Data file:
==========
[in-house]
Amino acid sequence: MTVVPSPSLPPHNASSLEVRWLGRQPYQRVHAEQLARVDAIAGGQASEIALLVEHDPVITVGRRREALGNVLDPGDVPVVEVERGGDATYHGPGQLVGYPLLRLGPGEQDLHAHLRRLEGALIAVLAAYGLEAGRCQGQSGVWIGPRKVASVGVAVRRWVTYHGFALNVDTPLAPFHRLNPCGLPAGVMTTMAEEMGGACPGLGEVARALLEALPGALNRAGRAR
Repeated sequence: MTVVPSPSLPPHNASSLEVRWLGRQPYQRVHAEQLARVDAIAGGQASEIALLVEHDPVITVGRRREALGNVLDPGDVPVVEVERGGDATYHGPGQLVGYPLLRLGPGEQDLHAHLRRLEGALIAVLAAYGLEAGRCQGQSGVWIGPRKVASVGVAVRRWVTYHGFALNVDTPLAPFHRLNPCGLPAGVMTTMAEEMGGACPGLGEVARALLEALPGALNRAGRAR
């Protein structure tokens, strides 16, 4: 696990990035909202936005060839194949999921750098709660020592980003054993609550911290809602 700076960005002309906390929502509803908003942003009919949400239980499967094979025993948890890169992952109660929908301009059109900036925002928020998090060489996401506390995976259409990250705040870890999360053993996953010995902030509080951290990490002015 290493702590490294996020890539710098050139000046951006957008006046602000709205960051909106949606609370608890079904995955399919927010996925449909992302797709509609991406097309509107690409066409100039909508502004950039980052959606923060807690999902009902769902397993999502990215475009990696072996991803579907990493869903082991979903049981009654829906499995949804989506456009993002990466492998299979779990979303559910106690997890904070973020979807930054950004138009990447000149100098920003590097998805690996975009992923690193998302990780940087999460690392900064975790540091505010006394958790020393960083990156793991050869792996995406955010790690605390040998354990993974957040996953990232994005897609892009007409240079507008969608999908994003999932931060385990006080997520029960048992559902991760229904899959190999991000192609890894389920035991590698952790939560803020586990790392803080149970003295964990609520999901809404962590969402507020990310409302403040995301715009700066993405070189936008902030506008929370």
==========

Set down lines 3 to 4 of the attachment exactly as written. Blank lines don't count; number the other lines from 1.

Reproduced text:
Repeated sequence: MTVVPSPSLPPHNASSLEVRWLGRQPYQRVHAEQLARVDAIAGGQASEIALLVEHDPVITVGRRREALGNVLDPGDVPVVEVERGGDATYHGPGQLVGYPLLRLGPGEQDLHAHLRRLEGALIAVLAAYGLEAGRCQGQSGVWIGPRKVASVGVAVRRWVTYHGFALNVDTPLAPFHRLNPCGLPAGVMTTMAEEMGGACPGLGEVARALLEALPGALNRAGRAR
């Protein structure tokens, strides 16, 4: 696990990035909202936005060839194949999921750098709660020592980003054993609550911290809602 700076960005002309906390929502509803908003942003009919949400239980499967094979025993948890890169992952109660929908301009059109900036925002928020998090060489996401506390995976259409990250705040870890999360053993996953010995902030509080951290990490002015 290493702590490294996020890539710098050139000046951006957008006046602000709205960051909106949606609370608890079904995955399919927010996925449909992302797709509609991406097309509107690409066409100039909508502004950039980052959606923060807690999902009902769902397993999502990215475009990696072996991803579907990493869903082991979903049981009654829906499995949804989506456009993002990466492998299979779990979303559910106690997890904070973020979807930054950004138009990447000149100098920003590097998805690996975009992923690193998302990780940087999460690392900064975790540091505010006394958790020393960083990156793991050869792996995406955010790690605390040998354990993974957040996953990232994005897609892009007409240079507008969608999908994003999932931060385990006080997520029960048992559902991760229904899959190999991000192609890894389920035991590698952790939560803020586990790392803080149970003295964990609520999901809404962590969402507020990310409302403040995301715009700066993405070189936008902030506008929370």